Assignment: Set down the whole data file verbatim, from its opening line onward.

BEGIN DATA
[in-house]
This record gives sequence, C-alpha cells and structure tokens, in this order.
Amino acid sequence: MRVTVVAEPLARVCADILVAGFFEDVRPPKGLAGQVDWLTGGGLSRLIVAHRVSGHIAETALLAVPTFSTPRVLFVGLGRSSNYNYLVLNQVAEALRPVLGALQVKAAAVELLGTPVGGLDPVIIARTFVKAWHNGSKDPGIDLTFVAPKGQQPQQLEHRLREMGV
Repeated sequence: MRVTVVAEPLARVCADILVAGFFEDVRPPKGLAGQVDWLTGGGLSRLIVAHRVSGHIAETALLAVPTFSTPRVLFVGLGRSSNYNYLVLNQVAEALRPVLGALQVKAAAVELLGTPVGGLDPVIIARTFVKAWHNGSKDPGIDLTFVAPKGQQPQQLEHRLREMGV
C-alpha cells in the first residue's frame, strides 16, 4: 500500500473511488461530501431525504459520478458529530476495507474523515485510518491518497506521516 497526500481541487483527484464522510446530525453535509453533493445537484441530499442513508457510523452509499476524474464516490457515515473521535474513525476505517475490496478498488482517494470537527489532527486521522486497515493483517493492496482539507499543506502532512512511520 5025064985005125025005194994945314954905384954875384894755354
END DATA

[in-house]
This record gives sequence, C-alpha cells and structure tokens, in this order.
Amino acid sequence: MRVTVVAEPLARVCADILVAGFFEDVRPPKGLAGQVDWLTGGGLSRLIVAHRVSGHIAETALLAVPTFSTPRVLFVGLGRSSNYNYLVLNQVAEALRPVLGALQVKAAAVELLGTPVGGLDPVIIARTFVKAWHNGSKDPGIDLTFVAPKGQQPQQLEHRLREMGV
Repeated sequence: MRVTVVAEPLARVCADILVAGFFEDVRPPKGLAGQVDWLTGGGLSRLIVAHRVSGHIAETALLAVPTFSTPRVLFVGLGRSSNYNYLVLNQVAEALRPVLGALQVKAAAVELLGTPVGGLDPVIIARTFVKAWHNGSKDPGIDLTFVAPKGQQPQQLEHRLREMGV
C-alpha cells in the first residue's frame, strides 16, 4: 500500500473511488461530501431525504459520478458529530476495507474523515485510518491518497506521516 497526500481541487483527484464522510446530525453535509453533493445537484441530499442513508457510523452509499476524474464516490457515515473521535474513525476505517475490496478498488482517494470537527489532527486521522486497515493483517493492496482539507499543506502532512512511520 5025064985005125025005194994945314954905384954875384894755354